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TORONTO/CALGARY, Alberta, May 30 (Reuters) - Canada's energy-rich province of Alberta on Tuesday warned its neighbor not to block a Kinder Morgan Inc pipeline project, ratcheting up political tension that helped undermine the stock market debut of the firm's Canadian unit.
Kinder Morgan plans to more than double the capacity of its Trans Mountain pipeline from Alberta to the Pacific province of British Columbia, where two political parties which oppose the project on Monday struck a deal to take power.
British Columbia Greens and New Democrats - seeking to unseat Liberal premier Christy Clark - will unveil details of their plans for Trans Mountain at 2 p.m. Pacific (2100 GMT) on Tuesday.
The project would increase Pacific exports of Canada's landlocked crude, a move that would help the country's large oil industry. It has met opposition from environmentalists and aboriginal groups in British Colombia who are worried about oil spills from the increase in tanker traffic it will cause. Alberta Premier Rachel Notley, noting that the federal government has already approved the project, said no one province could unilaterally block the pipeline.
"We will use the means at our disposal to ensure that the project is built," she said in a statement, without giving further details.
While there is some dispute over whether British Columbia has a formal veto right, it can raise multiple hurdles - like denying local construction permits - that could effectively make the pipeline impossible to build.
Canadian Prime Minister Justin Trudeau, whose government approved Trans Mountain last year, stood by the project.
"Regardless of a change in government in British Columbia or anywhere, the facts and evidence do not change," he told reporters in Italy during an official visit.
"WAIT AND SEE"
Prolonged fights over Trans Mountain and other crude pipelines raise questions over other oil and gas projects in the Pacific province.
John Horgan, leader of the British Columbia New Democrats, has also expressed reservations about a $27 billion liquefied natural gas terminal that Malaysia's Petronas wants to build in northern British Columbia. Petronas declined to comment.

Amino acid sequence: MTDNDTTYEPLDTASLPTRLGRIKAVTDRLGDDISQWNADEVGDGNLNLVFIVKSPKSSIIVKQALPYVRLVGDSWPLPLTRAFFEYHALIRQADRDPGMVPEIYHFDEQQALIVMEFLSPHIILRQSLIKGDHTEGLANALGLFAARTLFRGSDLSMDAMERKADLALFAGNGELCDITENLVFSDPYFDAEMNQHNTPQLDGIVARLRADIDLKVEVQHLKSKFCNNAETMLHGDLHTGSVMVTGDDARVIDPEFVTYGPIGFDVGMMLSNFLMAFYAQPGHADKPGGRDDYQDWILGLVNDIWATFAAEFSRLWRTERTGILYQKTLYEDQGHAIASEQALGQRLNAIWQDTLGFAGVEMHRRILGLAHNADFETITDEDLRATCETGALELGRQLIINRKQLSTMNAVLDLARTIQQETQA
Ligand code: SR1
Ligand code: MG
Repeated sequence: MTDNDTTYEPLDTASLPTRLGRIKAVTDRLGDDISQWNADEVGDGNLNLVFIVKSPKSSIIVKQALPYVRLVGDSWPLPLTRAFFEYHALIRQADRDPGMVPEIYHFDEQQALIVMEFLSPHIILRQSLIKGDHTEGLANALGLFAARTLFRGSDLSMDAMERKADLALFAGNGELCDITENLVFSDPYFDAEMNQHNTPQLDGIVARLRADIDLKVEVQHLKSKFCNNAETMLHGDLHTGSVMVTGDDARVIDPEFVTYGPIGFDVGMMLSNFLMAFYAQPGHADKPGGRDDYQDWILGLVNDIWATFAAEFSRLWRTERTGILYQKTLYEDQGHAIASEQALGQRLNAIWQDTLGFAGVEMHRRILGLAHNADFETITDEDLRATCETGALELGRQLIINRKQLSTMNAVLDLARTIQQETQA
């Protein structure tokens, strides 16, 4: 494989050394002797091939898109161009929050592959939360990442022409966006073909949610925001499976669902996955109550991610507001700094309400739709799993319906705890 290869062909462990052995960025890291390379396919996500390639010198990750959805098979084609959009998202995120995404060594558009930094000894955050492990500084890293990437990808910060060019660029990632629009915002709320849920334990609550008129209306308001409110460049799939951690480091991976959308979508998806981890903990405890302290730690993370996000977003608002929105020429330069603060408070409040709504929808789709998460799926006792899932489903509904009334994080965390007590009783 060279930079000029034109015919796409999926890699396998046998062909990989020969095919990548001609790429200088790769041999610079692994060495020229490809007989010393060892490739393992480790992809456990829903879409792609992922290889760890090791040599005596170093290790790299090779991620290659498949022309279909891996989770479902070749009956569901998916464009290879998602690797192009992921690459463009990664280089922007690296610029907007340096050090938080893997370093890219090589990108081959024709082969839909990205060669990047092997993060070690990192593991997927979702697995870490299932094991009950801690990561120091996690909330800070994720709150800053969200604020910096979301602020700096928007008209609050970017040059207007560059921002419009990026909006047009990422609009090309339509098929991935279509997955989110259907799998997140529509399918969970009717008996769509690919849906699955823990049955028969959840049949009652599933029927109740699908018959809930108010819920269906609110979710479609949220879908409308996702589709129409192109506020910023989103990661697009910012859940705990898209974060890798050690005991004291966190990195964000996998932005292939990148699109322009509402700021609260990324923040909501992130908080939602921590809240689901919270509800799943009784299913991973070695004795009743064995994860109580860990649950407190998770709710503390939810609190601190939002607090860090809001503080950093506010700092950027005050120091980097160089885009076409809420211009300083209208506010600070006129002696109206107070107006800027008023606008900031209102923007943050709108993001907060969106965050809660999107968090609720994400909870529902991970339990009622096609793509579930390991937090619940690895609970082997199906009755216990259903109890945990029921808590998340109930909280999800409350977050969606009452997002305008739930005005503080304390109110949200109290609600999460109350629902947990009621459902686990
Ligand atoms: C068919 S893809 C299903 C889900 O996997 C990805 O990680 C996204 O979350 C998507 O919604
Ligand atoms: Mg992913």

Royal Dutch Shell also plans to build an LNG export terminal in the province.
"At this point we're in a wait and see mode. We don't even actually know if the NDP and Greens can form a government," Shell Canada President Michael Crothers told Reuters on the sidelines of an industry event in Toronto.
"We are hopeful that support for our LNG project will continue regardless of which government takes power in B.C."
The Greens have criticised the Liberals for being "fixated" with LNG plants, which they say will employ very few people when operational.
Shares in Kinder Morgan Canada Ltd fell as much as 7.4 percent on their debut in heavy trading on Tuesday before recovering ground to trade at C$16.19. Kinder Morgan spun off the unit to help finance the expansion of its Trans Mountain.
It was the top traded stock in Toronto, with 5.7 million shares changing hands by early afternoon. The firm raised C$1.75 billion ($1.30 billion) in the initial public offering at C$17.00 per share last week.
Kinder Morgan's C$17 per-share target was a revision from its original projected range of C$19 to C$22. The company said last week that the political climate was "not ideal".
Kinder Morgan said on Tuesday that the completion of the public offering removes the final condition of its investment decision on Trans Mountain, and that the expansion remains on track to start service at the end of 2019.
Clark was to meet legislators from her Liberal Party on Tuesday to discuss her next steps. NDP leader Horgan told a televised meeting of his own caucus that he hoped to be able to form a government in the next few days.
($1 = 1.3469 Canadian dollars) (Writing by David Ljunggren; Additional reporting by Leah Schnurr in Ottawa and Nicole Mordant in Vancouver; editing by Dan Grebler and Andrew Hay)